Congressman Joe Crowley is questioning iHeart’s resistance to paying recording royalties on broadcast radio plays, especially given solid financial earnings.
After iHeartMedia released its Q4 earnings, former United States Representative Joe Crowley, Chairman of the musicFIRST Coalition, issued a statement criticizing the broadcasting giant’s continued resistance to paying recording artists for radio airplay despite boasting successful profits to Wall Street.
“Today, iHeart spent yet another earnings call crowing about its profits to Wall Street, yet even as we speak, the company’s lobbying machine is descending upon the Capitol in a desperate attempt to convince lawmakers that the radio giant can’t afford to pay artists for the use of their music on AM/FM radio,” says Crowley.
“Beyond the blatant hypocrisy of these conflicting actions, it’s downright unjust that iHeart and other broadcasting behemoths have never paid a single penny to the music artists who make their entire business model possible. In every other democratic nation in the world, artists are paid when their songs get played on AM/FM radio.”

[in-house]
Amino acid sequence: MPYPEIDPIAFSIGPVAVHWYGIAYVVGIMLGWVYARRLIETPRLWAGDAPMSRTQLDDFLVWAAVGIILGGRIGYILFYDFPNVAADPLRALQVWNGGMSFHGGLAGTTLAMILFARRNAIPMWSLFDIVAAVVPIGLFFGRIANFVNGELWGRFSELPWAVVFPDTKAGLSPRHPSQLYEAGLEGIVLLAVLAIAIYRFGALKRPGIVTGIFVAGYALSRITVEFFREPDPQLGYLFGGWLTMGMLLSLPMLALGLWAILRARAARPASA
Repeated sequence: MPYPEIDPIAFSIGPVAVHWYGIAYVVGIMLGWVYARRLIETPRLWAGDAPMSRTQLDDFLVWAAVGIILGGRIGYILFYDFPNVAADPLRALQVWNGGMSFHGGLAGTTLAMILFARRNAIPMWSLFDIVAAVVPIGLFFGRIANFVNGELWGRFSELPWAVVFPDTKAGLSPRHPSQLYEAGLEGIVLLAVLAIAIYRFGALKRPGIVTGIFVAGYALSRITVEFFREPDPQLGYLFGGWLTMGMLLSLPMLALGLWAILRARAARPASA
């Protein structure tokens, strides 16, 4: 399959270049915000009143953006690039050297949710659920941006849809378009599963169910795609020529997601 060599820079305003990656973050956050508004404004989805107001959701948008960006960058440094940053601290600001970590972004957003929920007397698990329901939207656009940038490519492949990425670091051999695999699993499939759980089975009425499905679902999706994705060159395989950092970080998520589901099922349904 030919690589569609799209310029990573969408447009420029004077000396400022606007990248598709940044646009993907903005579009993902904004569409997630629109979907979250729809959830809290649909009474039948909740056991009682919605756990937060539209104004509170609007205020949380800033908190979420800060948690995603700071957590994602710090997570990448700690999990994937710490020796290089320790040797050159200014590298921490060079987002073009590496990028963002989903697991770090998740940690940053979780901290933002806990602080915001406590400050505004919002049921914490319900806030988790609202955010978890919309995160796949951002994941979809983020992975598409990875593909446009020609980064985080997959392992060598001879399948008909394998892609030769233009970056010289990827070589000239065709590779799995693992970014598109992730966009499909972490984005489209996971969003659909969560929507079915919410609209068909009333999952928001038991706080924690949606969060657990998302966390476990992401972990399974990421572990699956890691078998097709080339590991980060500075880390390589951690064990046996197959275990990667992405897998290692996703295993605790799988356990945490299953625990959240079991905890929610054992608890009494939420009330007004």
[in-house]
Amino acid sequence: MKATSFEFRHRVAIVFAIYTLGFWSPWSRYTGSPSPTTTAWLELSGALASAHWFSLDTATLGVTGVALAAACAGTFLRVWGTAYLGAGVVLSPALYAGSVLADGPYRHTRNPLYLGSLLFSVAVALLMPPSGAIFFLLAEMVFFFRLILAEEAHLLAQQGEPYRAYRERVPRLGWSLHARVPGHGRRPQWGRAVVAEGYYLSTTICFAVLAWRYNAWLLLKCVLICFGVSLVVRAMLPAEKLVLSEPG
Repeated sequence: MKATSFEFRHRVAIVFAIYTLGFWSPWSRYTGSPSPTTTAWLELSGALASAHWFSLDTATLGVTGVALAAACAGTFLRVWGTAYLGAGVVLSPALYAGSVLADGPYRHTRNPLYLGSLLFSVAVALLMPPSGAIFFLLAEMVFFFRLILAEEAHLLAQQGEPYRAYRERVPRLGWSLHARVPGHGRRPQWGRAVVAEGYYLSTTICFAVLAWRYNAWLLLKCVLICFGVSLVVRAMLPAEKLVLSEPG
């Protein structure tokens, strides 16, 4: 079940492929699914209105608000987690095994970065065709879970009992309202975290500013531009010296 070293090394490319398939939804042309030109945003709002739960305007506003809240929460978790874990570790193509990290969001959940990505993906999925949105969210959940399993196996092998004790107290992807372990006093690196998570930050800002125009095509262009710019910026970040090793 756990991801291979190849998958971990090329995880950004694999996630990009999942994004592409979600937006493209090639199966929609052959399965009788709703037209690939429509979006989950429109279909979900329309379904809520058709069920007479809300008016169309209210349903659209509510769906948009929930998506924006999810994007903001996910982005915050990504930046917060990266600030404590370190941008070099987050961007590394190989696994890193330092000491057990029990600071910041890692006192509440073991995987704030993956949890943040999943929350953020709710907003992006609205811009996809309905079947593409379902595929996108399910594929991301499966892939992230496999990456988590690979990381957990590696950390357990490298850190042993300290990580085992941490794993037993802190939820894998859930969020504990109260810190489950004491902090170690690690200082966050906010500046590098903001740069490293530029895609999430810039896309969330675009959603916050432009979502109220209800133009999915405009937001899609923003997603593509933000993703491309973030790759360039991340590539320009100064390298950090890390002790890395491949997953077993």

“Digital and streaming platforms already compensate artists here at home as well. Despite these facts, Big Radio continues to oppose the American Music Fairness Act — a bipartisan piece of legislation supported by music creators, community broadcasters, and the American public — that will ensure artists are compensated for the use of their work and protect small radio stations by providing them with the predictability and affordability they need to survive and thrive.”
“It’s time to hold greedy broadcasters like iHeart accountable, just as we would any other industry,” the Congressman concludes. “Passing the American Music Fairness Act will level the playing field and do right by both the artists who make the soundtrack to our lives and the small broadcasters who serve our communities.”
The musicFIRST advocacy group has been focused on challenging a status quo that finds US-based AM/FM broadcasting companies paying publishing royalties only. Other areas of interest include standing up for fair pay on digital radio “and whatever comes next” as the music industry navigates new and familiar terrain.